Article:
A Gardening Year

The adventures and misadventures of an heirloom gardener

Monday, January 17, 2005

First Snow

We had our first snow of the year last night. It was just a dusting. Not enough to insulate the gardens from the accompanying arctic front. The outdoor temperature has dropped to the teens and 20's with subzero windchills. New Jersey doesn't normally get a lot of snow so I use leaves to insulate my gardens. Getting them there is easy. In the fall, I only rake the lawn leaving the leaves that have fallen or blown into the gardens. Getting them out of the gardens is much more laborious. Especially since I usually wait until April to begin raking them out and by then a lot of bulbs and perennials are growing. This year, I think I will be brave and start uncovering the gardens in March. Not only will it be easier to rake out the leaves, but it will also leave me time in April to enlarge the flower beds and ready them for planting in May. I am steadily digging up my lawn.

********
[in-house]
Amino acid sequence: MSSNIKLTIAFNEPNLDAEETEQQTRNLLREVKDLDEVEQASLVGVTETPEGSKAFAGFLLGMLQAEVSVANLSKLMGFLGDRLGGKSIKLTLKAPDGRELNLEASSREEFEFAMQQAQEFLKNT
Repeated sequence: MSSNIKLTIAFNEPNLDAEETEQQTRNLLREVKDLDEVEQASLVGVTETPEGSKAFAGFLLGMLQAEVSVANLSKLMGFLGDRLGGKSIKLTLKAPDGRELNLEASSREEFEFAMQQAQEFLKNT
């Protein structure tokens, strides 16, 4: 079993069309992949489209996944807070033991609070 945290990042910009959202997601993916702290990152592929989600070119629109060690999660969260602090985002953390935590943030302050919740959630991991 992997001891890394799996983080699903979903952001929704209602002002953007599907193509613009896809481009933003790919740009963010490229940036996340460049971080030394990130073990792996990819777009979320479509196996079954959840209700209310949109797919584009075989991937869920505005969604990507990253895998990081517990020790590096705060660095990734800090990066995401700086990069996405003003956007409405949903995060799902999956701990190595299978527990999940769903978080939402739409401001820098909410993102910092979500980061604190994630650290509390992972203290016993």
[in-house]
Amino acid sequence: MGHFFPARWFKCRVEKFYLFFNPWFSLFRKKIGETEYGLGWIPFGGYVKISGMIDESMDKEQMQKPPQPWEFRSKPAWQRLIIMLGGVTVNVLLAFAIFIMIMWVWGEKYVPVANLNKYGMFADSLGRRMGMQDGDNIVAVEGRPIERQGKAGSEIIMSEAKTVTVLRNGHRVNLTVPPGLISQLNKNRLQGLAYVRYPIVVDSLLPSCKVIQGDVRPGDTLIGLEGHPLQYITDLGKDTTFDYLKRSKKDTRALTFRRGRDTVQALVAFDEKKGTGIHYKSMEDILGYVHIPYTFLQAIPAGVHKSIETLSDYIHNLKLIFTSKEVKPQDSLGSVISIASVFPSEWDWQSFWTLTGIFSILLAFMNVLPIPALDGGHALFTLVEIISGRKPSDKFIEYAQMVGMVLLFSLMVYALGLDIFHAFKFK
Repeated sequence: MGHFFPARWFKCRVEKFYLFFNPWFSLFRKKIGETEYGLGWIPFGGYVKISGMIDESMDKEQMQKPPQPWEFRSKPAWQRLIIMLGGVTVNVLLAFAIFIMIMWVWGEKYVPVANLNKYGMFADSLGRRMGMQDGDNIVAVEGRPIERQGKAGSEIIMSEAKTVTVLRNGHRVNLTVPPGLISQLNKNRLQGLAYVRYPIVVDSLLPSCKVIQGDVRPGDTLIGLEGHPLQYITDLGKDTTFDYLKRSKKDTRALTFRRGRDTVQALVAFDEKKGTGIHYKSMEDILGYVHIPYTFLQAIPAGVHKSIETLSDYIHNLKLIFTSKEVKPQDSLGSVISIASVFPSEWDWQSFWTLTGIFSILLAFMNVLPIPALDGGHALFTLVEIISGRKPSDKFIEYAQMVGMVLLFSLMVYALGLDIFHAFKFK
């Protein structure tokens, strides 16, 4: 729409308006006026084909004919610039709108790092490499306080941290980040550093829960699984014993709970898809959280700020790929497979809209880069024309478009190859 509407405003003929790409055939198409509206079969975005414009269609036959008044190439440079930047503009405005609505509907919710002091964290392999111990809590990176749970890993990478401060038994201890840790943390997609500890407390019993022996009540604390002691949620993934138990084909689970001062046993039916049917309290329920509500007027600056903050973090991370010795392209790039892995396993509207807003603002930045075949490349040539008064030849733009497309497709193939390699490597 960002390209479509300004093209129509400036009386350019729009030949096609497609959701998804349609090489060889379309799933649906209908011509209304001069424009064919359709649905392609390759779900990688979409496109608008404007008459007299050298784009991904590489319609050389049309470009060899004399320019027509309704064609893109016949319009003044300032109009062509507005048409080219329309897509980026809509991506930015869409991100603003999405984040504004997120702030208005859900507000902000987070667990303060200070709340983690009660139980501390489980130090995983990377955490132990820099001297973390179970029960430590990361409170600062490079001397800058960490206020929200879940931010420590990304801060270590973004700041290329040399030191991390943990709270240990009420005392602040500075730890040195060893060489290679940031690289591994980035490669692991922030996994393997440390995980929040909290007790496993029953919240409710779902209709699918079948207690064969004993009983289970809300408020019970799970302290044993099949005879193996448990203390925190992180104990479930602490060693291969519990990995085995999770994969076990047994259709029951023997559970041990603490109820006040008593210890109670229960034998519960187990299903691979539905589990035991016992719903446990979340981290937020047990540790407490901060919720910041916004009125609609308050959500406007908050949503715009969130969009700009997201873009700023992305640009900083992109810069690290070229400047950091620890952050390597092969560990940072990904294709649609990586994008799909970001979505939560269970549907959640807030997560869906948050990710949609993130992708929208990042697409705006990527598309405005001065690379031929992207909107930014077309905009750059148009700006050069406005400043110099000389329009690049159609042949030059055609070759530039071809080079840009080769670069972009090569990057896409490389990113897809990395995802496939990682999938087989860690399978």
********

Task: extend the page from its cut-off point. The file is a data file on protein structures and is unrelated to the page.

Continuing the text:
I always worry about the rosebushes and hydrangeas when it gets cold like this. Last year when we had a colder than normal winter, the hydrangeas didn't bloom until very late in the summer. I thought they weren't going to bloom at all. Then they bloomed late and sparsely. So far, the rosebushes have just shrugged off the cold each winter. I grew sage for the first time last year. It appears to be a perennial that doesn't die back in the fall. The tiny plants are poking up above the protective layer of leaves and looking very unhappy in the cold. I will be very interested to see if they survive the winter. Also new for me are hellebores. I splurged and bought plants last fall. They are supposed to be among the earliest bloomers in the spring. They are peeking out of the leaves but don't look nearly as unhappy as the sage. I am more hopeful about their survival and looking forward to seeing when they will bloom. Everything else is safely snuggled under the leaves waiting, like I am, for spring when the gardens will come alive again.


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